I’ve continued reading Jeff Howe’s book Crowdsourcing: Why the power of the crowd is driving the future of business. Two remarkable stories that have sent me off on a great tour of various websites, ideas, individuals, and so on.
First, in the early part of Howe’s book he introduces Proctor & Gamble’s “innovation community”. In the mid-2000s, faced with slumping sales and stock price (i.e. stock had lost 50% of its values or $75 billion in market cap). The P&G board hired a new CEO who created a program called “Connect and Develop”. The main goal of this initiative was to raise the percentage of new products developed from outside of the company (yes, outside) – from 15% to 50% by 2007.
At the time, P&G had 8,500 researchers on staff – and yet they figured there was probably another 1.5 million similar researchers with pertinent expertise such as retired staff, and other folks from around the world. The new CEO, A.G. Lafley helped create YourEncore a website that would “tap the collective brainpower of scientists around the world.” Another drug multinational Eli Lilly was also involved and Boeing signed on in the first year.
These companies post various ‘problems’ or issues on the site and the network of outside scientists and engineers tackle the problem. P&G managed to regain all of its lost stock price and tripled net profits to over $10 billion in 2007.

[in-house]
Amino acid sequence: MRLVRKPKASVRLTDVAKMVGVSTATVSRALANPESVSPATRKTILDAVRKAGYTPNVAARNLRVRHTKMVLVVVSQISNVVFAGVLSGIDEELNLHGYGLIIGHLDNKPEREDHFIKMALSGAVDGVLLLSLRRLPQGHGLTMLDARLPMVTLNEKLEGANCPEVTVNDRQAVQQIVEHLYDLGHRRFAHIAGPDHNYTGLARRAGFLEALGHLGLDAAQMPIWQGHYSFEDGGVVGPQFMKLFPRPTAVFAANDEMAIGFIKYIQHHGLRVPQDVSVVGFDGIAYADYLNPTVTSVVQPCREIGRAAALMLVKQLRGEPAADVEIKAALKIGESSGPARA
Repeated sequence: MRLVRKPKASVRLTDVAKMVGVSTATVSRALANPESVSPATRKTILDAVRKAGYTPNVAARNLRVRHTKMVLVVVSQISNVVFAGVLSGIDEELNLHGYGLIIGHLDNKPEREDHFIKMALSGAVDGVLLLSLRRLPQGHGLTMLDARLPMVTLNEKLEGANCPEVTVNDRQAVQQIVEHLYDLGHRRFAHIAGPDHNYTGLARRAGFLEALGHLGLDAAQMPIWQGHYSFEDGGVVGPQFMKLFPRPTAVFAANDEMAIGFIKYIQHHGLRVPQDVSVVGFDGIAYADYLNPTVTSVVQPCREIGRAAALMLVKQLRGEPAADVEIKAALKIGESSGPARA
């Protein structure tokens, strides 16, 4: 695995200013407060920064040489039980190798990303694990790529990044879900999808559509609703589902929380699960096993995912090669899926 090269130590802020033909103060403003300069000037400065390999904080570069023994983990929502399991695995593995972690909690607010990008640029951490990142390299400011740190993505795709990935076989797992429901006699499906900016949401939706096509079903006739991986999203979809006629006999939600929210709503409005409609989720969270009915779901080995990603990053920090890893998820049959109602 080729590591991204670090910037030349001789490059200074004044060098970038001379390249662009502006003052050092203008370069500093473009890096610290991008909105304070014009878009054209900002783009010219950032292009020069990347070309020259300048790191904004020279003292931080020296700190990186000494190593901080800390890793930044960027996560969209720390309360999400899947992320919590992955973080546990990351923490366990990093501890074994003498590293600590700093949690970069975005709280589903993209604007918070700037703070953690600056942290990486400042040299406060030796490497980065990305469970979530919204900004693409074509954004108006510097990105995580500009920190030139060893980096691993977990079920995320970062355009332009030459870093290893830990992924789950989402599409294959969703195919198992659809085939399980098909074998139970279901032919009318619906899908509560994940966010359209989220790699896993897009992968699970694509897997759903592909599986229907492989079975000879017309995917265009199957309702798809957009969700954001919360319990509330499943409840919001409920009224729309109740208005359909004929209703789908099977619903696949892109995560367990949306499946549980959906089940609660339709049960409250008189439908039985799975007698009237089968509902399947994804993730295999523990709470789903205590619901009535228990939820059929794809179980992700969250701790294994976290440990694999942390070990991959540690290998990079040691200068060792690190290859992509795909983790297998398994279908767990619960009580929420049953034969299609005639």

Another similar network of scientists and engineers was created by Eli Lilly – InnoCentive. This is a network of over 140,000 scientists and engineers from over 170 countries. Various problems are posted on the website with a cash reward. For example, the most recent problem posted is to try and find a solution to insects damaging maize corn – the cash reward is $20,000. And, it’s not even the actual solution it just hast to be a proposal.
The really crazy part about InnoCentive is that so many of the “scientists” involved are folks with jerry-rigged backyard labs. Howe tells a great story about Ed Melcarek who runs Kelly’s Auto Body in Barrie, Ontario. Ed is one InnoCentive’s most succesful problem-solvers and he does it from a one bedroom “lab” above his shop, cigarette between his lips, and “attacks problems that have stumped some of the best corporate scientists at Fortune 500 companies.”
One of his easier ‘solutions’… $25,000 for figuring out how to inject fluoride powder into a toothpaste tube without the fluoride dispersing into the surrounding air. He knew his solution before even finishing reading the problem – charge the fluoride particles electrically so that they would be attracted to the tube.
OK… so this is not a post promoting any of the multi-national drug companies, however, if some of the biggest companies on the planet can come up with some pretty darn innovative ideas; why are some our larger government bureaucracies lagging miserably?